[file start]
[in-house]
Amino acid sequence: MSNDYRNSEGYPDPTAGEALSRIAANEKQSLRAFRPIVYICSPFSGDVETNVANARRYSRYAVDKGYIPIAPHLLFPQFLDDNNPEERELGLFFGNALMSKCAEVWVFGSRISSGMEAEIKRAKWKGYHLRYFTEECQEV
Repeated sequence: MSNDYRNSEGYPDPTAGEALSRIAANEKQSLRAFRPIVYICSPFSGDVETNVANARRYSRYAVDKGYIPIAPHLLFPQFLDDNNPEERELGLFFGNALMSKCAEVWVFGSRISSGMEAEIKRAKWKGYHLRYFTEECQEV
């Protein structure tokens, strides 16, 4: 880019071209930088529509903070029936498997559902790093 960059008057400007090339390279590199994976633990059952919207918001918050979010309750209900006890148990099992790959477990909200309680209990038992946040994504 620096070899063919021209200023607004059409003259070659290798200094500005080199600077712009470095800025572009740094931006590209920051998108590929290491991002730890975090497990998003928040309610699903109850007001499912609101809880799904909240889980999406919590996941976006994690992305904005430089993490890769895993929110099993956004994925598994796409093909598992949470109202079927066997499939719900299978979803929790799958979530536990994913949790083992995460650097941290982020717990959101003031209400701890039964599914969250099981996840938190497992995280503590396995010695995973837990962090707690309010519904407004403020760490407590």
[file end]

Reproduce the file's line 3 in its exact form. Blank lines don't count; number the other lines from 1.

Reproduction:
Repeated sequence: MSNDYRNSEGYPDPTAGEALSRIAANEKQSLRAFRPIVYICSPFSGDVETNVANARRYSRYAVDKGYIPIAPHLLFPQFLDDNNPEERELGLFFGNALMSKCAEVWVFGSRISSGMEAEIKRAKWKGYHLRYFTEECQEV